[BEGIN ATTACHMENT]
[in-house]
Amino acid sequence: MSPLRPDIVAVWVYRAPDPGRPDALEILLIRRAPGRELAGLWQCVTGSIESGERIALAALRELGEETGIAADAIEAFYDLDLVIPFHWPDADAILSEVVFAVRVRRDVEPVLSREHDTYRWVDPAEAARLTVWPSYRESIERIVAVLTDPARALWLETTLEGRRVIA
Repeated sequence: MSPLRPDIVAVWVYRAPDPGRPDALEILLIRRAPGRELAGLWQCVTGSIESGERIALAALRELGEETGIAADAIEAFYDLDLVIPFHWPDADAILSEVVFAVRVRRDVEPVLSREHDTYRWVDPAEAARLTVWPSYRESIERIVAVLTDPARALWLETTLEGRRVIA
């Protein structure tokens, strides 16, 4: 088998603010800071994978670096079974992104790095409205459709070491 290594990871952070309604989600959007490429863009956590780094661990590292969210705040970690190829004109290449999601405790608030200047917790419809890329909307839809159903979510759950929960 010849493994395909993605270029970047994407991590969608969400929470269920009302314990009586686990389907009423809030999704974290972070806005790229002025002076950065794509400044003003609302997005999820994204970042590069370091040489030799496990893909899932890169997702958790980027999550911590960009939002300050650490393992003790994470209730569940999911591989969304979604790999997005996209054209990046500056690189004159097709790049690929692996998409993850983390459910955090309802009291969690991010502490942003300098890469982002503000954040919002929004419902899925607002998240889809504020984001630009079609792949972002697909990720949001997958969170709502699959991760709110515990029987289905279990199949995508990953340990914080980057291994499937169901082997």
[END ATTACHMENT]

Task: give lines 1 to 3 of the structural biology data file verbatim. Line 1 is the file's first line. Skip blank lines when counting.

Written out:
[in-house]
Amino acid sequence: MSPLRPDIVAVWVYRAPDPGRPDALEILLIRRAPGRELAGLWQCVTGSIESGERIALAALRELGEETGIAADAIEAFYDLDLVIPFHWPDADAILSEVVFAVRVRRDVEPVLSREHDTYRWVDPAEAARLTVWPSYRESIERIVAVLTDPARALWLETTLEGRRVIA
Repeated sequence: MSPLRPDIVAVWVYRAPDPGRPDALEILLIRRAPGRELAGLWQCVTGSIESGERIALAALRELGEETGIAADAIEAFYDLDLVIPFHWPDADAILSEVVFAVRVRRDVEPVLSREHDTYRWVDPAEAARLTVWPSYRESIERIVAVLTDPARALWLETTLEGRRVIA